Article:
Louis Theroux has said he considers the potential impact of amplifying extreme voices during his documentaries but feels his “forensic” journalistic skills mean the audience can realise “what it all really means”.
During a 25-year career of documentary-making, Theroux has explored topics from the world of neo-Nazi cults to the Westboro Baptist Church, and has sat down with figures such as Jimmy Savile and “Tiger King” Joe Exotic.
The 51-year-old is now embarking on his next project, a three-part BBC Two documentary series, titled Louis Theroux’s Forbidden America, which will explore the porn industry, the far-right and the rap world.
Reflecting on whether he worries about amplifying certain voices, he said: “That’s something we’ve wrestled with a lot. I think the first point would be that these voices are already amplified, right?
“They already have access to hundreds of thousands, if not millions, of tender young ears, eyes, and minds (thanks) to the internet.
“And so the fact is this phenomenon exists in the world. And by not reporting on it, it’s not going to go away.
“The other thing to say is that I believe that with the experience I’ve had telling these stories over the years, I can bring a kind of a critical forensic journalistic set of skills, and that I can interview and put a programme together in such a way that people will be given a sufficient sort of interrogation to mean that most people, reasonable people, will see it and will realise what it all really means.
“The way it represents ways of thinking that are dangerous or poisonous or harmful. And that it’s not like, ‘Oh, I’m just going to put them on a platform and give them a source of an unexamined chance to reach lots of people’.”
Theroux said he had been considering the topics to feature in the new series for many years, and had become particularly interested in how the internet and social media have evolved in recent years.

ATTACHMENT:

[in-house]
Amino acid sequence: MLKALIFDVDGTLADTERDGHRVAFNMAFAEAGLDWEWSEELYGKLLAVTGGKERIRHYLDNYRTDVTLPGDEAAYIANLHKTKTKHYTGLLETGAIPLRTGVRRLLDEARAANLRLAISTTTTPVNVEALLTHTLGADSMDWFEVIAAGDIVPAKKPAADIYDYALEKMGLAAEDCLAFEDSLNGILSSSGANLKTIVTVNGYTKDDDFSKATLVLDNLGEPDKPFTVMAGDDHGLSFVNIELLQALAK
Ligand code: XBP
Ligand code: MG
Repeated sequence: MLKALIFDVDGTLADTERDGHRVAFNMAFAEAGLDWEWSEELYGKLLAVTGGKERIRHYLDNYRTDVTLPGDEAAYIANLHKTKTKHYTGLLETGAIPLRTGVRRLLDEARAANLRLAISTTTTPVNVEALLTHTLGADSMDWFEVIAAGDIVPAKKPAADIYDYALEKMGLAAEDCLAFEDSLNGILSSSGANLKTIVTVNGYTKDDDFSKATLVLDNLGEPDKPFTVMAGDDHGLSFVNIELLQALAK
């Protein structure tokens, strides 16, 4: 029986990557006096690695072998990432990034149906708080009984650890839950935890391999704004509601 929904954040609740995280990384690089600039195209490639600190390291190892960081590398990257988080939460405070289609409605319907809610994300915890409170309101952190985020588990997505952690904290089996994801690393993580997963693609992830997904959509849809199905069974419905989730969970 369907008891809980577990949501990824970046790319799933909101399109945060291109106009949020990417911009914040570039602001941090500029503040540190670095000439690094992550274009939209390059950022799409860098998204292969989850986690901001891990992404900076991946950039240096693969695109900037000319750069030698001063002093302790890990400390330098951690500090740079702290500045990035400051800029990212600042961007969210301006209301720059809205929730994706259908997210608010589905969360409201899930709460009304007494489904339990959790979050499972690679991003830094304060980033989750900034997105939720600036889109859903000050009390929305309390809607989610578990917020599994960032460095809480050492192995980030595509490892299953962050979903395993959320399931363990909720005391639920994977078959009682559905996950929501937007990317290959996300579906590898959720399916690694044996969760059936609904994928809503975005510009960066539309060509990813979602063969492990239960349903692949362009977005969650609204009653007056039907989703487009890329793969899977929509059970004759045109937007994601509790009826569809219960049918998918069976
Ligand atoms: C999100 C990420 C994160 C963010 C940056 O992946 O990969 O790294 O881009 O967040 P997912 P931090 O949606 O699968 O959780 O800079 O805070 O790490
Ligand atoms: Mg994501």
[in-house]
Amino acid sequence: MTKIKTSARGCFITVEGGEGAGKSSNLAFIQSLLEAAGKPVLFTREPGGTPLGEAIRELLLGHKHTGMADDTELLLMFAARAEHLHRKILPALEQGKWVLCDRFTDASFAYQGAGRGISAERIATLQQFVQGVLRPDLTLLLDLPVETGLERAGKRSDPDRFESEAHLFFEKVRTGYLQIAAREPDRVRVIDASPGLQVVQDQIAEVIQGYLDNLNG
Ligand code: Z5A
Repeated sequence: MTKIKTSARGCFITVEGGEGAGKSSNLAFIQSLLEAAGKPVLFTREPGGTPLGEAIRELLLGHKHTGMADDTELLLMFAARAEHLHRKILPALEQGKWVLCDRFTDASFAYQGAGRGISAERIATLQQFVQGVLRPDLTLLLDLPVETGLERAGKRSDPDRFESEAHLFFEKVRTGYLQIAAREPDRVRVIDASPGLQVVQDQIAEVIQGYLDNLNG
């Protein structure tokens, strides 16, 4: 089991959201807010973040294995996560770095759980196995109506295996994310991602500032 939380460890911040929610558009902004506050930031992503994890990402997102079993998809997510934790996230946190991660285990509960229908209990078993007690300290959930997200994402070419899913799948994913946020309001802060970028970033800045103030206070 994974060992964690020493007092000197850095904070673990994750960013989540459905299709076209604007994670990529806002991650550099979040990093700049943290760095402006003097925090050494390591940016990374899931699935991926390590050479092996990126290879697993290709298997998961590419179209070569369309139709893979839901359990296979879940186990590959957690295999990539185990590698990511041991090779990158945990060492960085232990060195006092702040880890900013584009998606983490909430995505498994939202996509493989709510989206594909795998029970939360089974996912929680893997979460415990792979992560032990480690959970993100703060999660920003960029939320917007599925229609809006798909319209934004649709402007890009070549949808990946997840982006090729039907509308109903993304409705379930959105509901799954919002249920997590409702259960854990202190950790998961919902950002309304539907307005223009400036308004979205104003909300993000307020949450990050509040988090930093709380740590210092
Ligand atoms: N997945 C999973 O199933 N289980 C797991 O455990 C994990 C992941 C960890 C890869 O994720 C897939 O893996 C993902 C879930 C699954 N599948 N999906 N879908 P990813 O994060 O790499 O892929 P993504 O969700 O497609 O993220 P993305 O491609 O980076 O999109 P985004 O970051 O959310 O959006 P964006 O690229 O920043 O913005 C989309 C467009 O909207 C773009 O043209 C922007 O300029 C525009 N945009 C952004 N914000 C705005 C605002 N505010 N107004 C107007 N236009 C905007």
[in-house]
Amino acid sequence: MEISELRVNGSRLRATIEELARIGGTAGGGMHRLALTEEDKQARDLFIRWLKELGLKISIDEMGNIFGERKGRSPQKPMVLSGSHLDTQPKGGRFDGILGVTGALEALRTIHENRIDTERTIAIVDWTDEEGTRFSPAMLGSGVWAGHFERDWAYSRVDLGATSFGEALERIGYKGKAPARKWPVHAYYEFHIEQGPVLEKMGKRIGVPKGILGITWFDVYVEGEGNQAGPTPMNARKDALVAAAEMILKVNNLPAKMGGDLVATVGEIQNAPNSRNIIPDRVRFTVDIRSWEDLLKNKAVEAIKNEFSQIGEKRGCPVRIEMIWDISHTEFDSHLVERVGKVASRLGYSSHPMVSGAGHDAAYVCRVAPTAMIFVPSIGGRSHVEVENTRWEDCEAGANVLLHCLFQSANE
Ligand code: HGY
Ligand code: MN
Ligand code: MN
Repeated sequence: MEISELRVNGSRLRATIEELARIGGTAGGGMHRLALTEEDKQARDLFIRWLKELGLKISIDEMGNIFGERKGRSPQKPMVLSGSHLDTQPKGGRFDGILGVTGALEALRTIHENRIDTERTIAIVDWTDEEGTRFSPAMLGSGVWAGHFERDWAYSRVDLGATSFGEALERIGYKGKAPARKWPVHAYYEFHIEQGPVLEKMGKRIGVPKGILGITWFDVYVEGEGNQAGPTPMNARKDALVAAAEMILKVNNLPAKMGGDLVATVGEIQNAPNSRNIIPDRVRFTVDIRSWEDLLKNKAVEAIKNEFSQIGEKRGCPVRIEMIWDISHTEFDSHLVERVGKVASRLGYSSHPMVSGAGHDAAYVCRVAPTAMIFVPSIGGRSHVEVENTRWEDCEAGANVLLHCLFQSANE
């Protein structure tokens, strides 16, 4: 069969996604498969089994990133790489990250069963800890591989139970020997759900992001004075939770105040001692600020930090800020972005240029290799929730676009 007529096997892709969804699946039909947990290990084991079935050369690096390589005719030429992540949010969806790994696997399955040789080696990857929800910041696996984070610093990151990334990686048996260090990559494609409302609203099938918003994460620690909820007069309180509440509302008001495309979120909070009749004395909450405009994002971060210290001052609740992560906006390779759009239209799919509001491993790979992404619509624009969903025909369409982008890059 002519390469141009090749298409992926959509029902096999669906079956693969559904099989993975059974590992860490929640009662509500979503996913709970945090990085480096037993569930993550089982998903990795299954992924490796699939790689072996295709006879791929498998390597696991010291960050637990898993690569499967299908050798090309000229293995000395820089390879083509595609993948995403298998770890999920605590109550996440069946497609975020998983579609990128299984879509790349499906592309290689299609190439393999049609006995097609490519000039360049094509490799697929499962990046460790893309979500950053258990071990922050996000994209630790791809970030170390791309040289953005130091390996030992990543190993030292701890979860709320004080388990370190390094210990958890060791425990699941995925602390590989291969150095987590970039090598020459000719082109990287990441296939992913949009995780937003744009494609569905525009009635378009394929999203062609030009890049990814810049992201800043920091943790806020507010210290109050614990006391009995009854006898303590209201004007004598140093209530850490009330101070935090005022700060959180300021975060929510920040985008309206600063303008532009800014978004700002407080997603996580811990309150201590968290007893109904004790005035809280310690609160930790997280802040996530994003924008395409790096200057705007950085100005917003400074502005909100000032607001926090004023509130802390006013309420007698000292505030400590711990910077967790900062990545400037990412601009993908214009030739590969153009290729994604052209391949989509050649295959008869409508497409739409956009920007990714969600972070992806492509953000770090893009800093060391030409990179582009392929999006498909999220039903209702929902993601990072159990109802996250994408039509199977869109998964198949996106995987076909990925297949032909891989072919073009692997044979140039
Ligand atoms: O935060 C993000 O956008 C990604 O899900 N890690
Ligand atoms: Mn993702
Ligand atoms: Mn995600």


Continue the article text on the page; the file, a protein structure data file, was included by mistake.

“I won’t be the only one who will have noticed the way in which the internet has changed our world,” he added.
“And specifically, I suppose social media, the way in which it’s becoming more connected, it’s created a kind of positive feeling of communion and community, but also a more negative or complicated feeling of almost our darkest impulses.”
The Bafta-winning documentary-maker admitted he felt a “burden of responsibility” when creating the far-right film, which explores the rise of the ideology particularly in America following the election of Donald Trump in 2016.
One of the figures he interviews is Nicholas J Fuentes, a 23-year-old white nationalist.
Theroux said he had to handle the interviews with “extreme caution” as he was aware that his film would be likely to be the biggest platform Fuentes has had on television.
He added: “There’ll be hundreds of thousands of people who’ve never heard of him before who will now know who he is – and I needed to know how I was going into the film in such a way that I handled him.
“He is a very canny operator. He’s extraordinarily shrewd and a very charismatic person, in his way, and so poised, that for a moment you can forget quite how extreme he is until you’re reminded that he is a racist, he comes from a community in which he associates with neo-Nazis… and I have to keep that in my mind through all the lines.”
Another chapter in the series will explore the porn industry as it grapples with its own Me Too movement and the rise of platforms like OnlyFans.
The third part will centre on the world of rap and hip-hop in the southern states of America as Theroux admitted he is a big fan of the genre.
Louis Theroux’s Forbidden America starts on BBC Two on Sunday February 13.